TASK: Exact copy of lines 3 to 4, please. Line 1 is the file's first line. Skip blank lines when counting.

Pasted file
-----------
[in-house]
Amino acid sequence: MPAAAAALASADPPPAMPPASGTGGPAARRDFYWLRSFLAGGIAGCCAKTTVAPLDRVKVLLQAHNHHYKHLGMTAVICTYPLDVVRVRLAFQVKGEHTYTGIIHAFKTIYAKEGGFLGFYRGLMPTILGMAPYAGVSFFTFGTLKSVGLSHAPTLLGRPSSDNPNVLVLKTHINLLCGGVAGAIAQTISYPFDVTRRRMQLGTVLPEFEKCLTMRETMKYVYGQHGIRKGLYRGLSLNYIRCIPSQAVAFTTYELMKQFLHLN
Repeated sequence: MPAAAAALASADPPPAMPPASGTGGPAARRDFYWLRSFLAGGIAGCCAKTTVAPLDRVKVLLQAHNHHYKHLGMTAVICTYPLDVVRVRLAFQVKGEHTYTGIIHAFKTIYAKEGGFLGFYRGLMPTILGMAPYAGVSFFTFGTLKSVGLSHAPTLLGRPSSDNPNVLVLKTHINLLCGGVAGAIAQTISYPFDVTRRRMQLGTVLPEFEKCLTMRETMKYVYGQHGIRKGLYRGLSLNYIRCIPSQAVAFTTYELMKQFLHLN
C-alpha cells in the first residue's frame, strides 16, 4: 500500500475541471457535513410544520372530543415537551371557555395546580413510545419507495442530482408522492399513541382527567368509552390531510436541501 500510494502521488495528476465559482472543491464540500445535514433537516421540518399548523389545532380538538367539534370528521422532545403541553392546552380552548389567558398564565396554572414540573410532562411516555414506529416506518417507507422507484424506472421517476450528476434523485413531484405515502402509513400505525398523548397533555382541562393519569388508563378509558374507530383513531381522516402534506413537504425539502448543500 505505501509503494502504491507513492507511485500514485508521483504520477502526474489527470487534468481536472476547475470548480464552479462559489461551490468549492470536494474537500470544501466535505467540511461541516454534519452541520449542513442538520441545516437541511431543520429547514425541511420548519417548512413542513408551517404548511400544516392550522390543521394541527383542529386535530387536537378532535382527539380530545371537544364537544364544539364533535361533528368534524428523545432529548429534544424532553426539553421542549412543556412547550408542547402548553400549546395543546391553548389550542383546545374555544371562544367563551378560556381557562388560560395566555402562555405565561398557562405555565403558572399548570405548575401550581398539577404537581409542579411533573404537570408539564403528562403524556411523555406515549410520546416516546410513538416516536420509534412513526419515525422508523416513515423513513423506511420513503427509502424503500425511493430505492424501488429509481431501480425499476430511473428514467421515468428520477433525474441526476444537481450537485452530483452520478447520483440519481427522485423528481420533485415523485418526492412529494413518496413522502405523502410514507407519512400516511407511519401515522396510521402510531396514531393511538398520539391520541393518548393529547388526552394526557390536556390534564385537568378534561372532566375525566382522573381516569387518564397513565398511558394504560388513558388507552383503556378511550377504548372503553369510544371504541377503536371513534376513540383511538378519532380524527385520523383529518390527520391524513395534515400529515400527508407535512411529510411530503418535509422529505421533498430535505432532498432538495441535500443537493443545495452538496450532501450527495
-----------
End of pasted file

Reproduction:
Repeated sequence: MPAAAAALASADPPPAMPPASGTGGPAARRDFYWLRSFLAGGIAGCCAKTTVAPLDRVKVLLQAHNHHYKHLGMTAVICTYPLDVVRVRLAFQVKGEHTYTGIIHAFKTIYAKEGGFLGFYRGLMPTILGMAPYAGVSFFTFGTLKSVGLSHAPTLLGRPSSDNPNVLVLKTHINLLCGGVAGAIAQTISYPFDVTRRRMQLGTVLPEFEKCLTMRETMKYVYGQHGIRKGLYRGLSLNYIRCIPSQAVAFTTYELMKQFLHLN
C-alpha cells in the first residue's frame, strides 16, 4: 500500500475541471457535513410544520372530543415537551371557555395546580413510545419507495442530482408522492399513541382527567368509552390531510436541501 500510494502521488495528476465559482472543491464540500445535514433537516421540518399548523389545532380538538367539534370528521422532545403541553392546552380552548389567558398564565396554572414540573410532562411516555414506529416506518417507507422507484424506472421517476450528476434523485413531484405515502402509513400505525398523548397533555382541562393519569388508563378509558374507530383513531381522516402534506413537504425539502448543500 505505501509503494502504491507513492507511485500514485508521483504520477502526474489527470487534468481536472476547475470548480464552479462559489461551490468549492470536494474537500470544501466535505467540511461541516454534519452541520449542513442538520441545516437541511431543520429547514425541511420548519417548512413542513408551517404548511400544516392550522390543521394541527383542529386535530387536537378532535382527539380530545371537544364537544364544539364533535361533528368534524428523545432529548429534544424532553426539553421542549412543556412547550408542547402548553400549546395543546391553548389550542383546545374555544371562544367563551378560556381557562388560560395566555402562555405565561398557562405555565403558572399548570405548575401550581398539577404537581409542579411533573404537570408539564403528562403524556411523555406515549410520546416516546410513538416516536420509534412513526419515525422508523416513515423513513423506511420513503427509502424503500425511493430505492424501488429509481431501480425499476430511473428514467421515468428520477433525474441526476444537481450537485452530483452520478447520483440519481427522485423528481420533485415523485418526492412529494413518496413522502405523502410514507407519512400516511407511519401515522396510521402510531396514531393511538398520539391520541393518548393529547388526552394526557390536556390534564385537568378534561372532566375525566382522573381516569387518564397513565398511558394504560388513558388507552383503556378511550377504548372503553369510544371504541377503536371513534376513540383511538378519532380524527385520523383529518390527520391524513395534515400529515400527508407535512411529510411530503418535509422529505421533498430535505432532498432538495441535500443537493443545495452538496450532501450527495